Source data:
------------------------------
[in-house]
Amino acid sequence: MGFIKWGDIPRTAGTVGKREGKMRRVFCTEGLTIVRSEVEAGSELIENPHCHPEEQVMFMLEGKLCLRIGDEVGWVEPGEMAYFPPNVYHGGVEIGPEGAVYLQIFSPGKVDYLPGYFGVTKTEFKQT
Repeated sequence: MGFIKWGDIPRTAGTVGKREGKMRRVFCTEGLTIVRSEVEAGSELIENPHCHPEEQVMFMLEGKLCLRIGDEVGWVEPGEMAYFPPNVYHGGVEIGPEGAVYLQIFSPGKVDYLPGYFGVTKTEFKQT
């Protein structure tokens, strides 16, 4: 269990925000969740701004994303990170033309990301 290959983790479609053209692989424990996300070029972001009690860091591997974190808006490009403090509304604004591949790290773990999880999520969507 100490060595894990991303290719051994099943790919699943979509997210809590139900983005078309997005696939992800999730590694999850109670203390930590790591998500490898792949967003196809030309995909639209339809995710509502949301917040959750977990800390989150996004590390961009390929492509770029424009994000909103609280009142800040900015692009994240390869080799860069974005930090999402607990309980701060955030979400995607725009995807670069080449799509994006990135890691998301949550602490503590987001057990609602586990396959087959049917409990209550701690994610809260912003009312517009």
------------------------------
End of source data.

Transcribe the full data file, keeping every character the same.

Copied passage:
[in-house]
Amino acid sequence: MGFIKWGDIPRTAGTVGKREGKMRRVFCTEGLTIVRSEVEAGSELIENPHCHPEEQVMFMLEGKLCLRIGDEVGWVEPGEMAYFPPNVYHGGVEIGPEGAVYLQIFSPGKVDYLPGYFGVTKTEFKQT
Repeated sequence: MGFIKWGDIPRTAGTVGKREGKMRRVFCTEGLTIVRSEVEAGSELIENPHCHPEEQVMFMLEGKLCLRIGDEVGWVEPGEMAYFPPNVYHGGVEIGPEGAVYLQIFSPGKVDYLPGYFGVTKTEFKQT
């Protein structure tokens, strides 16, 4: 269990925000969740701004994303990170033309990301 290959983790479609053209692989424990996300070029972001009690860091591997974190808006490009403090509304604004591949790290773990999880999520969507 100490060595894990991303290719051994099943790919699943979509997210809590139900983005078309997005696939992800999730590694999850109670203390930590790591998500490898792949967003196809030309995909639209339809995710509502949301917040959750977990800390989150996004590390961009390929492509770029424009994000909103609280009142800040900015692009994240390869080799860069974005930090999402607990309980701060955030979400995607725009995807670069080449799509994006990135890691998301949550602490503590987001057990609602586990396959087959049917409990209550701690994610809260912003009312517009």